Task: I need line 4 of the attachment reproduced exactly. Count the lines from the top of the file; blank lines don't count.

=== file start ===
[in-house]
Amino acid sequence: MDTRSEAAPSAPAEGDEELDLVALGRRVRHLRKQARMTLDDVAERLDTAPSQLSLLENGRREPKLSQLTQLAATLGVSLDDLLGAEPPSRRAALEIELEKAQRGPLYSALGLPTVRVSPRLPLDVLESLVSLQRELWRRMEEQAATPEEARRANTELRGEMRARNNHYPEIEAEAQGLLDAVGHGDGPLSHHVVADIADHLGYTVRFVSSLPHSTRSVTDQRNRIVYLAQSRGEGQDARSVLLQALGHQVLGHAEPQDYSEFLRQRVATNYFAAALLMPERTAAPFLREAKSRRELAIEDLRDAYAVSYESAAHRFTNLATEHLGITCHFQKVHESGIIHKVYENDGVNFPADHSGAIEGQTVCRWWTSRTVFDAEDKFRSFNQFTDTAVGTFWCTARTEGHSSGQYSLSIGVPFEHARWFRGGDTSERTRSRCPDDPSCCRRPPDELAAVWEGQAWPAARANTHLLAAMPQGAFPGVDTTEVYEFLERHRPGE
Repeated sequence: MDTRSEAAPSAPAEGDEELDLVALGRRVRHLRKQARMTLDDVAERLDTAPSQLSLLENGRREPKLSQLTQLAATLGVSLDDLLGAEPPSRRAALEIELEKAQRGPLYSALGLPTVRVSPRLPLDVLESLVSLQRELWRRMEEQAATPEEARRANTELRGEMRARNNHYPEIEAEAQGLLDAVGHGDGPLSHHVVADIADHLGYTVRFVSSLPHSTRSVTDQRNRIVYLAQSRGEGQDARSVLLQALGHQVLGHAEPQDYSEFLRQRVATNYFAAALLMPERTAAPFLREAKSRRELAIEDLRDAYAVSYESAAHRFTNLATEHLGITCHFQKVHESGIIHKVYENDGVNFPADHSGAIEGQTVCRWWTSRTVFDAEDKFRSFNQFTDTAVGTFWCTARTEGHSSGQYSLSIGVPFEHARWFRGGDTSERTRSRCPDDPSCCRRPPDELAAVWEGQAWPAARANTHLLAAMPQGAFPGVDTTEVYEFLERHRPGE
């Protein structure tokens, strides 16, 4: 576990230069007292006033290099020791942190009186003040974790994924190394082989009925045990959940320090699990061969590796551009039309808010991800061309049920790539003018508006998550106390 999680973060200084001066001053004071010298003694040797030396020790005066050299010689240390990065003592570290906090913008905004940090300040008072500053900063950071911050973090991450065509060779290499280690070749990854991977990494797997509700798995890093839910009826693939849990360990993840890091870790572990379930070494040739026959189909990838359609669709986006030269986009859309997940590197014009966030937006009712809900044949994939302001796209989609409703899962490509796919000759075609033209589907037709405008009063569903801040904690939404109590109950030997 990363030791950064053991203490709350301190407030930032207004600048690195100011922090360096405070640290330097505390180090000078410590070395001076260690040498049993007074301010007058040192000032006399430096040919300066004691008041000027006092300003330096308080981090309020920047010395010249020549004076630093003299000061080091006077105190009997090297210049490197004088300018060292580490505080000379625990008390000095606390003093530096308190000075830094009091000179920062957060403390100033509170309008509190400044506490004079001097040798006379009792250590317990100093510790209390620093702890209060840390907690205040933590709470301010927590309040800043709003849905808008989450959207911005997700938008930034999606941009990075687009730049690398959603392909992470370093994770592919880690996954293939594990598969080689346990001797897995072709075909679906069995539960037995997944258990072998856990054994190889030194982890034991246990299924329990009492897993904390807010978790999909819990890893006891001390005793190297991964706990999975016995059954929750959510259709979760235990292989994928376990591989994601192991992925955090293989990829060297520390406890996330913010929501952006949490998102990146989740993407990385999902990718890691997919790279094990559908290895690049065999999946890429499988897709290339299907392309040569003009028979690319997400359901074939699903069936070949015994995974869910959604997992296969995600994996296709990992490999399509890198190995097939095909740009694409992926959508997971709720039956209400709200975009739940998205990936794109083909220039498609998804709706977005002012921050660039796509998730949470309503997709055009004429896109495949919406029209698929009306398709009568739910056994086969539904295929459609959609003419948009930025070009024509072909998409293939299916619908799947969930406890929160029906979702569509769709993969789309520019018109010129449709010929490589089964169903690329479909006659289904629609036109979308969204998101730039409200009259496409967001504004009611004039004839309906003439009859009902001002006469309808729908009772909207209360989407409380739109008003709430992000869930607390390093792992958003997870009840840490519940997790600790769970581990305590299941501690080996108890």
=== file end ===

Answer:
């Protein structure tokens, strides 16, 4: 576990230069007292006033290099020791942190009186003040974790994924190394082989009925045990959940320090699990061969590796551009039309808010991800061309049920790539003018508006998550106390 999680973060200084001066001053004071010298003694040797030396020790005066050299010689240390990065003592570290906090913008905004940090300040008072500053900063950071911050973090991450065509060779290499280690070749990854991977990494797997509700798995890093839910009826693939849990360990993840890091870790572990379930070494040739026959189909990838359609669709986006030269986009859309997940590197014009966030937006009712809900044949994939302001796209989609409703899962490509796919000759075609033209589907037709405008009063569903801040904690939404109590109950030997 990363030791950064053991203490709350301190407030930032207004600048690195100011922090360096405070640290330097505390180090000078410590070395001076260690040498049993007074301010007058040192000032006399430096040919300066004691008041000027006092300003330096308080981090309020920047010395010249020549004076630093003299000061080091006077105190009997090297210049490197004088300018060292580490505080000379625990008390000095606390003093530096308190000075830094009091000179920062957060403390100033509170309008509190400044506490004079001097040798006379009792250590317990100093510790209390620093702890209060840390907690205040933590709470301010927590309040800043709003849905808008989450959207911005997700938008930034999606941009990075687009730049690398959603392909992470370093994770592919880690996954293939594990598969080689346990001797897995072709075909679906069995539960037995997944258990072998856990054994190889030194982890034991246990299924329990009492897993904390807010978790999909819990890893006891001390005793190297991964706990999975016995059954929750959510259709979760235990292989994928376990591989994601192991992925955090293989990829060297520390406890996330913010929501952006949490998102990146989740993407990385999902990718890691997919790279094990559908290895690049065999999946890429499988897709290339299907392309040569003009028979690319997400359901074939699903069936070949015994995974869910959604997992296969995600994996296709990992490999399509890198190995097939095909740009694409992926959508997971709720039956209400709200975009739940998205990936794109083909220039498609998804709706977005002012921050660039796509998730949470309503997709055009004429896109495949919406029209698929009306398709009568739910056994086969539904295929459609959609003419948009930025070009024509072909998409293939299916619908799947969930406890929160029906979702569509769709993969789309520019018109010129449709010929490589089964169903690329479909006659289904629609036109979308969204998101730039409200009259496409967001504004009611004039004839309906003439009859009902001002006469309808729908009772909207209360989407409380739109008003709430992000869930607390390093792992958003997870009840840490519940997790600790769970581990305590299941501690080996108890």